There are relatively fewer reports about electrically and electrochemically assisted NF than MF and UF. Moreover, corresponding module designs for such coupled NF process are limited as well, mainly presented as the “sandwich” configuration of membrane between two electrodes, whereas more compact module design with membrane performing dual functions of filter and electrode has already been well developed in MF and UF. This chapter aims to present the electrically and electrochemically assisted filtration process from the working principles first and then the existing developed membrane modules with different designs for embedded electrodes, followed by typical applications of coupled NF process. Toward the end, some possible aspects for future research are discussed in order to make the electrically and electrochemically assisted NF more practical and economically competitive.


2. Working principle

2.1. Electrophoresis and electroosmosis

Most particles acquire a surface charge when in contact with a polar (e.g., aqueous) medium because of ion adsorption or ion dissolution. This surface charge influences the distribution of nearby ions of opposite charge and leads to the formation of an electrical double layer at the interface between the particle and the dispersion medium. The double layer contains two parts, the stern layer and the diffuse layer, with boundary named slipping plane. The zeta potential ξ is the electric potential at the slipping plane relative to a point in the bulk fluid. If electric voltage is applied, the charged particle (plus ions within the slipping plane) will likely be repelled toward the electrode of opposite charge, which is termed as electrophoresis. The velocity of charged particles (plus ions within the slipping plane) closely depends on the zeta potential ζand the strength of the electric field [11]. The electrophoretic mobility, which is defined as the electrophoretic velocity per electric field, has a positive correlation with the zeta potential according to the Smoluchowski equationEq. (1). This equation is valid in most cases for particles or colloids in aqueous media [12],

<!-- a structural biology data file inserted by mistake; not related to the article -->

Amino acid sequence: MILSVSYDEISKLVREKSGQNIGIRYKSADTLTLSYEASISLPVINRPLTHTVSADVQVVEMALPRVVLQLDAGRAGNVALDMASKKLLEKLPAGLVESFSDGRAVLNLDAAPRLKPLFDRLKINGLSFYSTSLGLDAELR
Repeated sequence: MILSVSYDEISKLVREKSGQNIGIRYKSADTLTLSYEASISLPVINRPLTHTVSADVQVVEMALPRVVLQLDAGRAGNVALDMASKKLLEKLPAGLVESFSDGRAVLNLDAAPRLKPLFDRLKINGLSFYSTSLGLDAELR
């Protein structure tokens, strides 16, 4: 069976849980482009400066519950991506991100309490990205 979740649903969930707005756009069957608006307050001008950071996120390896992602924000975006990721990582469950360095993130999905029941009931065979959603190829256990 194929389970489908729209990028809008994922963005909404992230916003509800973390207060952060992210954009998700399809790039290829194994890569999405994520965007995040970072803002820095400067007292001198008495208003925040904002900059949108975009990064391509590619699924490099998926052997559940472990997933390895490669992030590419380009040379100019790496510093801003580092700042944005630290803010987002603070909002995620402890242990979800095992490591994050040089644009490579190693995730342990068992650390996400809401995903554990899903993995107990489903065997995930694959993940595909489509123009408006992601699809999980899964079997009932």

where ue is the electrophoretic mobility of charged particles (m2·s−1·V−1), ζthe zeta potential (V), ε0 the permittivity of free space (F·m−1), εr the dielectric constant (dimensionless), μthe viscosity of the fluid (Pa·s), ve the electrophoretic velocity (m·s−1), and Ethe magnitude of electric field (V·m−1).

Electroosmosis is the motion of liquid under an applied potential across a porous material such as membranes. Similar to the electric double layer in a charged particle, the electric double layer also exists on the surface of porous material, which could be ionized when in contact with a polar medium. Ions in the diffuse layer migrate toward the electrode with opposite charge. Since ions are solvated, the solution is also dragged along, producing the electroosmotic flow [13].

When electrophoresis is combined with membrane separation, the combined system is usually termed as electrofiltration in short. Electrophoresis-assisted membrane was first mentioned by Bier as the so-called forced-flow electrophoresis for the reduction of membrane pore blockage, followed by similar research for the treatment of different feed solutions [5, 14, 15, 16]. The electrofiltration method is the consequence of the fact that charged droplets or particles in the feed solution could migrate away from the membrane surface in the electric field, which helps to reduce concentration polarization and mitigate membrane fouling. A typical schematic representation of electrophoresis-assisted filtration (electrofiltration) configuration is shown in Figure 1 for the removal of negatively charged particulates using polysulfone membrane [17]. Besides flux enhancement by applied electric filed, an electroosmotic flux is expected toward the cathode because of the negative charges carried by the membrane under neutral condition. However, if the membrane elements are utilized as both the electrode and the filtration media, the electroosmosis flow could be regarded as zero because there is no electric potential difference across the membrane [5]. Electrofiltration requires low conductivity of feed solution as well as high applied electric field to achieve high mobility of charged particulates and hence high productivity of the filtration process. The antifouling effects of electrofiltration membranes depend on many factors, such as magnitude of the electric field, concentration of the feed solution, electrode material and arrangement, size and zeta potential of the feed particles, etc.